An Art Not of this Earth: Eduardo Kac at Sector 2337
Earth has been feeling especially small and dark lately.
Perhaps it’s just the days getting shorter. Or maybe it’s the politics getting more partisan, the hurricanes more destructive, the healthcare more expensive, the gap between very rich and everybody else more immense. But knowing that a work of art was created in outer space floods me with lightness and possibility.
“Inner Telescope” was conceived on earth by Eduardo Kac, an American artist, and fashioned aboard the International Space Station in 2017 by Thomas Pesquet, a French astronaut. It consists of two pieces of paper that together form both a simple spyglass and the letters M-O-I, which means “me” in French. One sheet of paper is cut into the shape of an M; the second paper is rolled and inserted through a hole in the M, thus forming both an O and an I. This completely rinky-dink object, sophomoric in its play on words and forms, banal in its construction, is yet utterly unprecedented and breathtaking. I do not even want to stop thinking about the intergalactic extension of culture that it proposes.
To say that “Inner Telescope,” like many site-specific artworks, can’t be experienced in person is something of an understatement. Instead there have been exhibitions in conventional earthbound galleries in Paris, Rio de Janeiro, Tel Aviv and, most recently, at Sector 2337 in Chicago. Kac filled the Logan Square storefront with a number of ancillary artworks—kaleidoscopic photocollages, colorful machine-knit paintings, a trio of limited-edition artist books—but the humming heart of the presentation was a 12-minute video projected huge inside an open-ended black-box room. Indeed, it quite literally hummed, silent but for the constant atmospheric noise of the ISS.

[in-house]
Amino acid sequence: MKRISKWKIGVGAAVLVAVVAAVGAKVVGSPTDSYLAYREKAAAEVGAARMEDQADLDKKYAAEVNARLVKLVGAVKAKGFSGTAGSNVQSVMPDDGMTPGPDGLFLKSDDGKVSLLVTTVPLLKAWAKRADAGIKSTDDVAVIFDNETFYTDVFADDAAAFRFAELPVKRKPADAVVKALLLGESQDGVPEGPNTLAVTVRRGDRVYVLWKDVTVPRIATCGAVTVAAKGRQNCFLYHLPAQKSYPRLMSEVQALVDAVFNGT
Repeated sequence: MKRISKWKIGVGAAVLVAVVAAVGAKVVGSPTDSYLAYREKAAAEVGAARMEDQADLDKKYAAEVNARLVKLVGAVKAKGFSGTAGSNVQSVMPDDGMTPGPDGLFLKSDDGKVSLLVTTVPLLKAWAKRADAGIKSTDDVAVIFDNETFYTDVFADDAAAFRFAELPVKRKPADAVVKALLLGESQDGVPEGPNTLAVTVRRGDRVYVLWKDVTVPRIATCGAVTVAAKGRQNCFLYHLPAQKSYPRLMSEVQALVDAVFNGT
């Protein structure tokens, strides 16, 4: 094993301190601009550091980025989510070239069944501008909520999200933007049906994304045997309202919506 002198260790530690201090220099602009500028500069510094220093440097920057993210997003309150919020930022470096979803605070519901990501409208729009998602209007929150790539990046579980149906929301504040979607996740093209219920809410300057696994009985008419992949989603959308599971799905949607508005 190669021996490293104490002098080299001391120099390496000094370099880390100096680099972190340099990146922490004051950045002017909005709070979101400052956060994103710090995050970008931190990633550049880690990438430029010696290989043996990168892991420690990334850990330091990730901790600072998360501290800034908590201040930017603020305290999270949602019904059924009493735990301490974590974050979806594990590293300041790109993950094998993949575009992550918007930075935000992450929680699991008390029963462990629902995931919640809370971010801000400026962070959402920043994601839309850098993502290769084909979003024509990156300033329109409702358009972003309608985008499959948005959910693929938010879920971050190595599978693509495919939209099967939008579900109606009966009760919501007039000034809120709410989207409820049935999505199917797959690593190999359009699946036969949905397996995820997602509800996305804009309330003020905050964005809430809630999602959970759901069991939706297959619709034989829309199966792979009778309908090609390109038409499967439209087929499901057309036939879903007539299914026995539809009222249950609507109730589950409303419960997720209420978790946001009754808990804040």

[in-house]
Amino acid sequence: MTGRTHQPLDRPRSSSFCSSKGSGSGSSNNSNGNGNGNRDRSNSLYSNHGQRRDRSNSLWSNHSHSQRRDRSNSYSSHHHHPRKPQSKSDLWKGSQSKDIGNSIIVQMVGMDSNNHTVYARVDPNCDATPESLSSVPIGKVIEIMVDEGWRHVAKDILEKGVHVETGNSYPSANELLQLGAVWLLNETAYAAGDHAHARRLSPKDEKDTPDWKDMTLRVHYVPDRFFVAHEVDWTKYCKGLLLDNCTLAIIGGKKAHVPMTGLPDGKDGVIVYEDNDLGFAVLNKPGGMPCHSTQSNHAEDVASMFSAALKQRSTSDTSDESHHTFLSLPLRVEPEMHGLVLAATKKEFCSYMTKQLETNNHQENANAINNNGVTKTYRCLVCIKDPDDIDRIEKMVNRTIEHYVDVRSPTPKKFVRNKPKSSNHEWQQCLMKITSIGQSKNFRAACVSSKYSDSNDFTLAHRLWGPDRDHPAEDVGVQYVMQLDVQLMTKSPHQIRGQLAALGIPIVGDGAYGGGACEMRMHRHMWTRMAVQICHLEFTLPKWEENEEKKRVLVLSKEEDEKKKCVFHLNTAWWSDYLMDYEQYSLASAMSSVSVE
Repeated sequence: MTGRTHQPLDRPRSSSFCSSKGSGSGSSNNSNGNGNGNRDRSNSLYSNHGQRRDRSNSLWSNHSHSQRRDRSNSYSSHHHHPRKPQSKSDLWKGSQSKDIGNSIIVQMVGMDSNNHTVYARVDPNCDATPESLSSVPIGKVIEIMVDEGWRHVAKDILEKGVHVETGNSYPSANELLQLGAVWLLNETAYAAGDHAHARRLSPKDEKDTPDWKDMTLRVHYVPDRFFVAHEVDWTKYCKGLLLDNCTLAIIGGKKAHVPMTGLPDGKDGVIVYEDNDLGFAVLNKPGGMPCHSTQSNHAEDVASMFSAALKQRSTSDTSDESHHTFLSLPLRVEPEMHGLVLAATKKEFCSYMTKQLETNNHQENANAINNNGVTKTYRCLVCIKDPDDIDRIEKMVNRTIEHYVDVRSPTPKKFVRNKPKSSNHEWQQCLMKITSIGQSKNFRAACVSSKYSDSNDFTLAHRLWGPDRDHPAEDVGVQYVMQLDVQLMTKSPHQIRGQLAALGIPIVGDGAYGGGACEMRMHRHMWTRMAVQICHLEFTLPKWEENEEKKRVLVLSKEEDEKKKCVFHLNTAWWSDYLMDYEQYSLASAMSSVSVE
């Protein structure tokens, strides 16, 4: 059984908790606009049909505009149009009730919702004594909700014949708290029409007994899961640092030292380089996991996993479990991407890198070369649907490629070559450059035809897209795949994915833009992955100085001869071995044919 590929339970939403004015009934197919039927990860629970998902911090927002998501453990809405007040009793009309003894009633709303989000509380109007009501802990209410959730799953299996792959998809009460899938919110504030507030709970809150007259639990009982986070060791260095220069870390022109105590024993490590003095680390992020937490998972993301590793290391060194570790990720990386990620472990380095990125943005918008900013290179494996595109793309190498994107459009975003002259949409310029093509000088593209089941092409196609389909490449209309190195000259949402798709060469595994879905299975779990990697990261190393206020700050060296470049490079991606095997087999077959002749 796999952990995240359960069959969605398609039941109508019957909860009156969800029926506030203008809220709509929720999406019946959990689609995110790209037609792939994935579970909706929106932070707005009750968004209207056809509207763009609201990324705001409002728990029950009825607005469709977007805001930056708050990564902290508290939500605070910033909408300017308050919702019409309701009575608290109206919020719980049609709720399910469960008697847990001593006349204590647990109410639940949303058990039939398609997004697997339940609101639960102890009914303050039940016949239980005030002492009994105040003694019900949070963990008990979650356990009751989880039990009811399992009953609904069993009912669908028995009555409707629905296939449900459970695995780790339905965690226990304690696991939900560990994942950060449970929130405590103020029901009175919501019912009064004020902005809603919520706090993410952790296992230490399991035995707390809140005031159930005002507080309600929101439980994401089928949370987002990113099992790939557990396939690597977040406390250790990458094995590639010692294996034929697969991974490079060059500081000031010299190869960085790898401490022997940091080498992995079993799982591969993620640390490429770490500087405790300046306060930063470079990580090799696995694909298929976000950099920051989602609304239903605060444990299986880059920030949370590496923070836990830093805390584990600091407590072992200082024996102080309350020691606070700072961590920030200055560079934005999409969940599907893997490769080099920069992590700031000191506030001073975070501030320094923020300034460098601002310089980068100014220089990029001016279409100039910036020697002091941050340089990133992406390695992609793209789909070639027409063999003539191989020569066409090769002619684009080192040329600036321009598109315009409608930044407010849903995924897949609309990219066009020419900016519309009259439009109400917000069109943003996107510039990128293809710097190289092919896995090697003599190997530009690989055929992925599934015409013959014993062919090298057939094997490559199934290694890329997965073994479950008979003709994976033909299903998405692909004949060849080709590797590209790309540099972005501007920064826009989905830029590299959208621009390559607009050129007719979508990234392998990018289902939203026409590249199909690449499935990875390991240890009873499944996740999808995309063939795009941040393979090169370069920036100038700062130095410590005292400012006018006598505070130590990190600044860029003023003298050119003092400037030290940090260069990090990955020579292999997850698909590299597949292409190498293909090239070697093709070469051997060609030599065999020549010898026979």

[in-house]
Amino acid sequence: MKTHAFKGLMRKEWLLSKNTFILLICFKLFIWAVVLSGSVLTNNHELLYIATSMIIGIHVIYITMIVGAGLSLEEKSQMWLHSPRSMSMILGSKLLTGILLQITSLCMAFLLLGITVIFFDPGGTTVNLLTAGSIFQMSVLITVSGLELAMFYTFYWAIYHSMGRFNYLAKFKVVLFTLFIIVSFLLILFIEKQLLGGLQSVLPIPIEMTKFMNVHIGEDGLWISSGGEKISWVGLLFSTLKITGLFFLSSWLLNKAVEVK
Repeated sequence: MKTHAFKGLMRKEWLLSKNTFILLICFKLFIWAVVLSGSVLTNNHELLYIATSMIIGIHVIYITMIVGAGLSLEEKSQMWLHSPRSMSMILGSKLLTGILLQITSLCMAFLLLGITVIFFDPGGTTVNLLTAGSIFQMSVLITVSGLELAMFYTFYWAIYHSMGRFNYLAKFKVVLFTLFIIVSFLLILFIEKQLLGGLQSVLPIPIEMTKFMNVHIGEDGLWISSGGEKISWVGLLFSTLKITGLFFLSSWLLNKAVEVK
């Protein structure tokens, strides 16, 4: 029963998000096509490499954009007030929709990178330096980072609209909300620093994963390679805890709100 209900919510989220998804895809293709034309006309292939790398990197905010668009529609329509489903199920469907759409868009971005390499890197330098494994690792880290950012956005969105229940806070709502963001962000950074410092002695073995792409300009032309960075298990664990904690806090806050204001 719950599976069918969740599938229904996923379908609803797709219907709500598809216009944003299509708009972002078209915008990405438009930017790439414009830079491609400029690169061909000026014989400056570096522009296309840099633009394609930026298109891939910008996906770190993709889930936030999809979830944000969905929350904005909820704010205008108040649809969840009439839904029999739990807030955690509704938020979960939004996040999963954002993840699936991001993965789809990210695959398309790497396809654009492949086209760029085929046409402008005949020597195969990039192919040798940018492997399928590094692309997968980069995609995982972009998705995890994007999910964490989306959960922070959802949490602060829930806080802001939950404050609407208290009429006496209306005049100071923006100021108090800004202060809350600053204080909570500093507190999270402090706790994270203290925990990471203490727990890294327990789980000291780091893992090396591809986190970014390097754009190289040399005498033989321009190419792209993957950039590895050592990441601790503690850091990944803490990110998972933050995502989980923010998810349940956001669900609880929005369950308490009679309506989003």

Fortunately Pesquet recorded the process of snipping paper in a micro-gravity environment. Stray bits don’t fall to the ground, they hover then slowly float away, and the astronaut must reach out and pluck them from the air. There’s no sweeping up in outer space. Sculpture complete, he simply lets go, and it somersaults and spins, then wanders off. Drifting through the corridors of the ISS, bumping into endless banks of wires and monitors, a silly thing amid so much purpose, it never stops moving. Does air do this on earth without our noticing, tethered to the ground as we and our things mostly are? Finally it reaches the cupola, with its dome of windows to the endless stars. Pesquet reaches into the frame, repositions his little sculpture a few times and presto! There is our luminous, ever-rotating Earth, framed as if by a child’s toy.
Artworks have on rare occasion been sent into space—Carl Sagan’s Golden Record, with its selection of humanity’s greatest hits, was packed aboard the Voyager probes in 1977, and more recently Russian cosmonauts have brought Christian icons onto the ISS—but never before has one been made out there in the big beyond. It isn’t often that an entirely novel thing comes into existence, but here it does, and being the first of one’s kind, though sure to invite a certain amount of misunderstanding and disbelief, sure beats being the last. Kac calls it “Space Poetry” and has coined the term “antigravitropism” to describe its creation of new forms that, unlike all artworks created on earth, are not dictated by gravity. Could there be a truer fact more taken for granted?